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José García-León
Associate Dean for Academic Affairs

José García-León

 (Photo by Coralie Gallet)

José García-León is from Seville, Spain, where he attended the Conservatorio Superior de Música before getting his bachelor's degree from SUNY Binghamton and his doctorate in piano performance from the Manhattan School of Music. Prior to starting at Juilliard, in 2014, he was at the College of Arts and Sciences of the University of New Haven as an associate dean and associate professor of music. He and his wife, Coralie Gallet, and their three children live in Westchester County.

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So you were born in Macarena (cue the '90s pop hit) …

Yes, like the song, please don't remind me! It's also one of the most historic neighborhoods in Seville—and a very common girl's name.

What's your first musical memory?

My parents noticed that about the only thing that would keep me quiet and away from banging anything I could get my hands on was to allow me to watch Spanish Radio and Television (RTVE) Symphony Orchestra concerts on TV. Apparently I was mesmerized by the idea of so many people “playing” (as in “playing with their toys”) simultaneously. So one of my earliest memories, musical or otherwise, is the amazement of watching and listening to symphony orchestras perform. That wonder has not stopped. This fixation of mine led my nonmusician parents to consider signing me up for music lessons. Many years later I realized that I never actually decided to be a musician; it never occurred to me that I could be anything else.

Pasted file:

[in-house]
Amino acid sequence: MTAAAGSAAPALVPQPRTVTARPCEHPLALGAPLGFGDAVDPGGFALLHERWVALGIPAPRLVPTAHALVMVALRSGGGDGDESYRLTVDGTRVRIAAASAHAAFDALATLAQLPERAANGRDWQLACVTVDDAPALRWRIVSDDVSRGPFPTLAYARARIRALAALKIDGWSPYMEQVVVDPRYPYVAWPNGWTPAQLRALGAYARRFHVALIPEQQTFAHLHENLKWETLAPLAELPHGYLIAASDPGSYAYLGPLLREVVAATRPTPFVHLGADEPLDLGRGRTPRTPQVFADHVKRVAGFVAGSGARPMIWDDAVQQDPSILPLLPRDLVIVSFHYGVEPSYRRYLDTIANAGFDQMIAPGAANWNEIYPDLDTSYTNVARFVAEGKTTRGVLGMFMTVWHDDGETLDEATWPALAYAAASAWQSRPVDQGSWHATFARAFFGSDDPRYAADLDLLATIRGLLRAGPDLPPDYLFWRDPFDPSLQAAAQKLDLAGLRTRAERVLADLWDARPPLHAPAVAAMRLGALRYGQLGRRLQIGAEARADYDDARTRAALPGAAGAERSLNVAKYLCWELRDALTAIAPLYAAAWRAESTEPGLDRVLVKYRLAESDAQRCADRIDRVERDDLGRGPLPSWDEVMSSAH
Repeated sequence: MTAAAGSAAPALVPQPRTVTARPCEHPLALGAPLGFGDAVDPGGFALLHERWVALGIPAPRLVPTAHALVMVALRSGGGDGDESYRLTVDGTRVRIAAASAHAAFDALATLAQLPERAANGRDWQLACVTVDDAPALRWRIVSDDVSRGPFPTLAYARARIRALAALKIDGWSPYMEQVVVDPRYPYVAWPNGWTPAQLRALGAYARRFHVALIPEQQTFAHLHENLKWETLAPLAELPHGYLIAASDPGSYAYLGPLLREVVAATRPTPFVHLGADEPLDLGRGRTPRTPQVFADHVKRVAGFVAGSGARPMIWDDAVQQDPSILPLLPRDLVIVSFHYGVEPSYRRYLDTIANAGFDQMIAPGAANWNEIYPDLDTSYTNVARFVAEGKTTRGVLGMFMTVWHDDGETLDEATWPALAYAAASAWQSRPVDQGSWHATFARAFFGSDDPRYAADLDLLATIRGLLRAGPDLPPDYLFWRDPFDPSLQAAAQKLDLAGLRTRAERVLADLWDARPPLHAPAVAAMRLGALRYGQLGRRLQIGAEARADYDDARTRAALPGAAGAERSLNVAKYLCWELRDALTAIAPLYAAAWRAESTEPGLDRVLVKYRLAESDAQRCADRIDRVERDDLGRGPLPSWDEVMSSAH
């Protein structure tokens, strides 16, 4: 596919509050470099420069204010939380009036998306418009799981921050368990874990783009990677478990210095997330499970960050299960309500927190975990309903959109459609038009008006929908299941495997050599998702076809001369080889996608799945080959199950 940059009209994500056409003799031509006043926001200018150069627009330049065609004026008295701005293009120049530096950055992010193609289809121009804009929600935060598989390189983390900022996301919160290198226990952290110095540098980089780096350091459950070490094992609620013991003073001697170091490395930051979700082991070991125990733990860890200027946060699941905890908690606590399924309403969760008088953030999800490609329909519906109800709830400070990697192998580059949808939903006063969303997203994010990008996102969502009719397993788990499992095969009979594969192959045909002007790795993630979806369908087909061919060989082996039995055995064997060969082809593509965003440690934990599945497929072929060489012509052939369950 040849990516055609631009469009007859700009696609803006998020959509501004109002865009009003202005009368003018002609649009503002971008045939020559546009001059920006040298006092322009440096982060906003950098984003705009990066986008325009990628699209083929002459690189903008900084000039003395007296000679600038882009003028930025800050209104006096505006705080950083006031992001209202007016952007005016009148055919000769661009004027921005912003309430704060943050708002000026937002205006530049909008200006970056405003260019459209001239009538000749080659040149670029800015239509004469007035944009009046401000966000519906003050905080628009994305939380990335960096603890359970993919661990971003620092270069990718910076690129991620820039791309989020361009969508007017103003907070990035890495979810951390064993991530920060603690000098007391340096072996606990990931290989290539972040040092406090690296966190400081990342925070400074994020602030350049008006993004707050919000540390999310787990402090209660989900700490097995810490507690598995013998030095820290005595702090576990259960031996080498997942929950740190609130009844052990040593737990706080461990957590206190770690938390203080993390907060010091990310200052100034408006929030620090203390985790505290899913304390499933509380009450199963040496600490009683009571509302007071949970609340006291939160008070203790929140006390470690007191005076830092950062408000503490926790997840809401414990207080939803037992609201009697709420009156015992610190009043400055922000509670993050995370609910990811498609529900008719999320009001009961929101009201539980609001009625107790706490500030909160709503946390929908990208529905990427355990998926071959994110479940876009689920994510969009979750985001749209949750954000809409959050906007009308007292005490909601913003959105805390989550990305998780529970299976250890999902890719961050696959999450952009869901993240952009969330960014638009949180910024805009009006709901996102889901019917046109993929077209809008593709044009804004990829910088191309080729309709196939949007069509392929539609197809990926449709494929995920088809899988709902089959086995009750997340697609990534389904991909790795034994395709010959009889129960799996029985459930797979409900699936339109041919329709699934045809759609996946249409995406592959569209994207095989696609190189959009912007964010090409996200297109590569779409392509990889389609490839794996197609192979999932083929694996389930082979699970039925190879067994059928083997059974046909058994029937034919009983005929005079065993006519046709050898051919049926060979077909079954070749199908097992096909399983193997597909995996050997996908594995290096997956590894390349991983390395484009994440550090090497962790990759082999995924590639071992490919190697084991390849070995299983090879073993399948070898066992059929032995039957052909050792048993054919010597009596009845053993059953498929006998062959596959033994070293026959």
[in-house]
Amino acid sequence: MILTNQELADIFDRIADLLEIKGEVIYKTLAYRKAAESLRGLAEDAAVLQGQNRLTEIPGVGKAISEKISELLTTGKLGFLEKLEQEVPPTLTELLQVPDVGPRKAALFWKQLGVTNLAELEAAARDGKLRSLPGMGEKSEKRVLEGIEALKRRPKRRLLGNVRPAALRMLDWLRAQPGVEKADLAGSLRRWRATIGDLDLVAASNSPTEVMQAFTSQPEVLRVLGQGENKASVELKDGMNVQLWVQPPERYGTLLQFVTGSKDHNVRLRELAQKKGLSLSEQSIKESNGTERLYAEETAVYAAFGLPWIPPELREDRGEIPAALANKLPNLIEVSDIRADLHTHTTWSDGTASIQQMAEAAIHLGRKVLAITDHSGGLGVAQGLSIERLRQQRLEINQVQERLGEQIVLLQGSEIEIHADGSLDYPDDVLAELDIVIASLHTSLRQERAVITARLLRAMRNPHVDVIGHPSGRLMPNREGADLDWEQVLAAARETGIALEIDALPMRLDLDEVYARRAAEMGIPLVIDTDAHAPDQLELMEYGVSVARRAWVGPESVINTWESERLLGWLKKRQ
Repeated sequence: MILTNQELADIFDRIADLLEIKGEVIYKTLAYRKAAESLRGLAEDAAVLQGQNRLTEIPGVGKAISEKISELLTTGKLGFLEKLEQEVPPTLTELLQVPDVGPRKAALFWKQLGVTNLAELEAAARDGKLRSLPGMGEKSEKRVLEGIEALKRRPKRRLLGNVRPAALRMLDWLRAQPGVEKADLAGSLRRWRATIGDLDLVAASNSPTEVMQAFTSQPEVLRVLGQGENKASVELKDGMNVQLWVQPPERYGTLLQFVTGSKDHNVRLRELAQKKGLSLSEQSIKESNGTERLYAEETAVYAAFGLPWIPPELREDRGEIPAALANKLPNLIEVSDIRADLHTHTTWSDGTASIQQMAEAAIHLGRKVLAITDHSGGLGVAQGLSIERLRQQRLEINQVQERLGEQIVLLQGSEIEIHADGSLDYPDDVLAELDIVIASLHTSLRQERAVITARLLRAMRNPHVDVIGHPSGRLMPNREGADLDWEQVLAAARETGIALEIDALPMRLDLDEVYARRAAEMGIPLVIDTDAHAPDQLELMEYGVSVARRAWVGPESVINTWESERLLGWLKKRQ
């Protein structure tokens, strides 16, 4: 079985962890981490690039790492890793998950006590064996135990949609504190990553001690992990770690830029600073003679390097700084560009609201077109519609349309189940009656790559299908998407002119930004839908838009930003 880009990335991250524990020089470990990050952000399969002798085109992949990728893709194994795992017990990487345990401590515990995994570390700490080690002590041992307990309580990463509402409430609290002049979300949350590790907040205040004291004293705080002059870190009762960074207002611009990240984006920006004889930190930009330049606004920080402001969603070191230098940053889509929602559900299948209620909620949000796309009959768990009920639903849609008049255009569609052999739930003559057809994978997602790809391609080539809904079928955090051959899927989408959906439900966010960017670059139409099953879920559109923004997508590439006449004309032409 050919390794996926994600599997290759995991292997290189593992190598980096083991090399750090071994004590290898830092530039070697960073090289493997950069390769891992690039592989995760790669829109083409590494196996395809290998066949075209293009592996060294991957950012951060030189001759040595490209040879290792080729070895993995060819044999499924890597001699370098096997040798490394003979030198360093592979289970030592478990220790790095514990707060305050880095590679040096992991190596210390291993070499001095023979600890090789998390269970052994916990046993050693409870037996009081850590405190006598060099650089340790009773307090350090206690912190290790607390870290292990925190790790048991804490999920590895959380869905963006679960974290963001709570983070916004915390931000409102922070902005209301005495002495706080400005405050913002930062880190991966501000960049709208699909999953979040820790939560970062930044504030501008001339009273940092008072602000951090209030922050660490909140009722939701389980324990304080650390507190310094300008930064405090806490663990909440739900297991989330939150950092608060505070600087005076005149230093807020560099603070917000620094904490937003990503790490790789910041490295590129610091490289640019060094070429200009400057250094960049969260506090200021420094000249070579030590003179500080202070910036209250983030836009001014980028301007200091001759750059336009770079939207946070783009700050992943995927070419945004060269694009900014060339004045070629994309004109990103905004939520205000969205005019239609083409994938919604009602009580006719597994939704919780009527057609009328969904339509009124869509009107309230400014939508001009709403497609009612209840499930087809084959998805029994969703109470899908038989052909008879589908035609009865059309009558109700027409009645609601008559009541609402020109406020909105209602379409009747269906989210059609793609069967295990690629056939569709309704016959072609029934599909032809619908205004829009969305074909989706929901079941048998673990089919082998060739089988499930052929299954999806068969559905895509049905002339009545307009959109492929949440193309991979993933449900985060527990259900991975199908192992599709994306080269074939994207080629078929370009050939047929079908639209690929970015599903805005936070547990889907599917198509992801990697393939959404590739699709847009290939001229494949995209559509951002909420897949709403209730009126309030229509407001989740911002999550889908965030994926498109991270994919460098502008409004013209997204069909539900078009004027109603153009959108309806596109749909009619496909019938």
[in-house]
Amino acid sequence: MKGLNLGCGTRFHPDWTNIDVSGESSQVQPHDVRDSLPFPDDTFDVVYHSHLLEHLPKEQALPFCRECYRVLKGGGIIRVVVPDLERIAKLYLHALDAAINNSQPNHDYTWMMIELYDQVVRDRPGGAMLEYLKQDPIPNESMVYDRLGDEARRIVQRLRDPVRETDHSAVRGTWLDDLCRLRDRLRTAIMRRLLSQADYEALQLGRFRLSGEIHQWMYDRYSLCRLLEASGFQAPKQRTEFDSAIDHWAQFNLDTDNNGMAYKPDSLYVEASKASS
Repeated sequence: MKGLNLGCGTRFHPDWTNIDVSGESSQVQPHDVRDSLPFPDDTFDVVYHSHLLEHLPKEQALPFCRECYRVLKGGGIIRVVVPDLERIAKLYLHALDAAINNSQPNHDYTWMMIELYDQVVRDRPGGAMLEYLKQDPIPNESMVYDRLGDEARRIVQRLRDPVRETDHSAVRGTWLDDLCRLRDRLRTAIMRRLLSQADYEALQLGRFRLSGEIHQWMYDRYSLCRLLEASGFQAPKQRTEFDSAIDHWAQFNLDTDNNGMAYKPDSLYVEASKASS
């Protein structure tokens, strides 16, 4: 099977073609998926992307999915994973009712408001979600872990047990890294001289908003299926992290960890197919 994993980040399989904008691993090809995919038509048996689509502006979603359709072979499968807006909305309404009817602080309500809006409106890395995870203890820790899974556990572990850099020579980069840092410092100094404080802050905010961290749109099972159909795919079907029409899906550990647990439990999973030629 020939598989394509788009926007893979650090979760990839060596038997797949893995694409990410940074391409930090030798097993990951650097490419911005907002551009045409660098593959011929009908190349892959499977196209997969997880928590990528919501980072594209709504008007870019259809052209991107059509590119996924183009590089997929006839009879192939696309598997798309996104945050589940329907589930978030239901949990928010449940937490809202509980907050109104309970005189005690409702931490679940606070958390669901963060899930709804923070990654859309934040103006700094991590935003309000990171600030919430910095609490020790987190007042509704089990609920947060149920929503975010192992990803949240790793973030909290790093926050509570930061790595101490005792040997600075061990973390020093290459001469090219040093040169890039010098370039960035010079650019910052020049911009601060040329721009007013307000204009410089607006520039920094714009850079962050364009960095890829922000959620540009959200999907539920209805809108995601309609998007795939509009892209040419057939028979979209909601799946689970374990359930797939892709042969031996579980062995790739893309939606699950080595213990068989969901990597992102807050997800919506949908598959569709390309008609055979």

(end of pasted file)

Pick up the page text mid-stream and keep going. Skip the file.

How do you balance your performing and administrative lives?

I wouldn't call it balance! I love making music and can't keep myself from playing, so out of necessity I find time. In the same way that I think administrators on the academic side should teach or at least remain in close contact with students, administrators in the performing arts can benefit from having a background in performance and, if possible, remain active themselves. Working on that balance is well worth the effort.

How did you get into administrative work?

Mostly by chance, but at the risk of sounding clichéd, the main motivation was that I care deeply about students and earlier in my career I realized that as much as I loved teaching, I could potentially be helpful to more students by working in administration.

Does anything continue to surprise you about Juilliard?

I'm constantly astonished by the faculty and students‘ talent and dedication. One of the biggest joys of working here is the privilege of watching the students develop as artists and attending their incredible performances.

What's your favorite vacation spot?

I have many favorites, but the top three would be Ayamonte (Southern Spain), St.-Jean-de-Luz (French Basque country), and Cinque Terre (Italy). Besides the great memories I have from each of these places, they are all stunning sea towns.

If you weren't in the career you are in, what would you be doing?

I can't envision a career removed from music or the performing arts. But if I had to choose a different path, the one thing that attracts me almost as much is creative writing.

What are your nonmusic interests?

You wouldn't know it by how I look, but I love endurance sports, especially long-distance running and cycling. I maintain 10(!) very active library memberships. And even though I've been named “worst player of the century” twice running, I am crazy about chess.

What would surprise people about you?

My pancakes are the stuff of legend! I'm an obsessive follower of Formula 1 racing. And I've unintentionally become somewhat of an expert on Swedish crime fiction—in French. If I were to visit Sweden I would be shocked to discover that Swedish detectives don't speak French to each other.

What else are you reading?

Recently, I finished Toni Morrison's complete works (huge fan). I'm thoroughly enjoying Fredrik Backman's comfort-food-esque A Man Called Ove. Next, I'll be tackling Radiohead and the Resistant Concept Album by Marianne Tatom Letts.

If you could grant one wish to all Juilliard students, what would it be?

That's easy: that they achieve their full potential—that's what drives us every day.

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